By Carie Silvestri

Whether the parties are in mediation or the collaborative divorce process, the goal is to reach an agreement outside the courtroom.  What does that look like?  The short answer is, it depends.  Ideally, at the end of the day you walk away with an agreement on all of the issues that you can live with, but if not, settlement is not necessarily and “all or nothing” scenario.

What if both parties give mediation or the collaborative divorce process their best effort but reach an impasse?  There are several settlement options available, depending on the situation. Following is a breakdown of the various scenarios that might come about from mediation or the collaborative process.

Full Settlement

This is, of course, the ultimate goal of mediation and the collaborative divorce process.  The parties are able to reach an agreement on all aspects of the case and settle it completely.  The attorneys will draft a document specifying everything that has been agreed on, all parties will sign it, it’s filed with the court, and you never have to talk about it again.  The case is closed, and the parties move on with their lives.

Partial Settlement

Most divorce cases consist of two main components—child custody and property.  If the parties are able to reach an agreement on one, but not the other, a partial settlement agreement is an option.  For example, if the parties agree who has primary custody of the children but can’t agree on who keeps the marital residence, a settlement agreement can be drafted and filed resolving the custody portion, while the court decides the property issue at trial.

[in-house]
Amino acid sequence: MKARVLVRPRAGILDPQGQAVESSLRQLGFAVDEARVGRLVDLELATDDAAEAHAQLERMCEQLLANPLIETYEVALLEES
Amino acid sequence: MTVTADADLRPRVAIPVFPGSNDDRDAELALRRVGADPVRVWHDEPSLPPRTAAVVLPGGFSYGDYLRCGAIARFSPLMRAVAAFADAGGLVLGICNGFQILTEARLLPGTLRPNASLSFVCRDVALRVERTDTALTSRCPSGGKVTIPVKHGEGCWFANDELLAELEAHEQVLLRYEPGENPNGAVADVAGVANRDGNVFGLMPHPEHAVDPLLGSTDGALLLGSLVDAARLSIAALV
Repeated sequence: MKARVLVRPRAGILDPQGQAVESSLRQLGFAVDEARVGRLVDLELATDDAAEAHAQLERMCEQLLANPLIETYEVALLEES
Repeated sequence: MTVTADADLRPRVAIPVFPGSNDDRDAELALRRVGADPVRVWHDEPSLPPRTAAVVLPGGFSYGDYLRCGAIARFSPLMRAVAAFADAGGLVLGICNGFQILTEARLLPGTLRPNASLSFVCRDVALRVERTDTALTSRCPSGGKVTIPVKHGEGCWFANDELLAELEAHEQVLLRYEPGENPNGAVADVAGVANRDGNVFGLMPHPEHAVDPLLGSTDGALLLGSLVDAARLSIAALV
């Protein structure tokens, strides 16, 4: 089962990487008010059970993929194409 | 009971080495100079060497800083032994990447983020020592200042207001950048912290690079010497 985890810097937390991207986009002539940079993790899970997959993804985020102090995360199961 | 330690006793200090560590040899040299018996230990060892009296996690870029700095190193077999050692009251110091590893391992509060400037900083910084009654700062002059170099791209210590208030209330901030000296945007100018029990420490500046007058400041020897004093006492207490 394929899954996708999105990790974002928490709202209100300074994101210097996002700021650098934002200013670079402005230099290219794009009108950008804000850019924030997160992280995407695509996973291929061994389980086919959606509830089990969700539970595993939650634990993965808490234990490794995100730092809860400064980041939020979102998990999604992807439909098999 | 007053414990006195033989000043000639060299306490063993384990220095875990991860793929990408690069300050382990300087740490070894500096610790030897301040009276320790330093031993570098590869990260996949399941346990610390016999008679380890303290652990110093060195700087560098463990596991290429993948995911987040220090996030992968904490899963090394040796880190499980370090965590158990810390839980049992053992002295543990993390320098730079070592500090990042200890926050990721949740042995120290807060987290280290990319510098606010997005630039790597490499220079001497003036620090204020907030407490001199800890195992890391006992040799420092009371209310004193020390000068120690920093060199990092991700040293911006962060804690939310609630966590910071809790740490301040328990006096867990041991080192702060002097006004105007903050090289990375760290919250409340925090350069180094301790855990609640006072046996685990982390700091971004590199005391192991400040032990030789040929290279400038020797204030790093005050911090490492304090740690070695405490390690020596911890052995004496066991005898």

Temporary Orders

If there’s not enough information to make a final agreement at mediation (for example, one party comes to mediation without the appropriate documentation to back up their claim as to property value, etc.), the parties can come to a temporary agreement regarding a custody schedule, child support, etc. while they continue negotiations, which can often take another six months or longer.


If the parties are simply unable to come to any sort of agreement at the end of day at mediation, there are several options.  They can take a break—a few weeks to decompress and evaluate the situation—and come back to mediation to continue to try to resolve the case, or the attorneys and their clients can continue to work offline with each other or with the mediator to continue to try and resolve the case. However, with both mediation and the collaborative divorce process, if the parties cannot come to an agreement, going to trial is always a last option.

Litigation Consultation (Collaborative Only)

In a collaborative divorce only, if the parties are unable to come to an agreement, the attorney and their client can meet together with a litigation attorney and present the issues of the case.  After hearing the case, he/she will provide insight from a litigation aspect and, based on their courtroom experience trying divorce cases, apprise the client of how their specific issues would most likely be decided by a judge should the case proceed to litigation.  The parties can then decide to proceed to court or go back to the negotiation table more willing to make concessions (or not) based upon how their case might go at trial.

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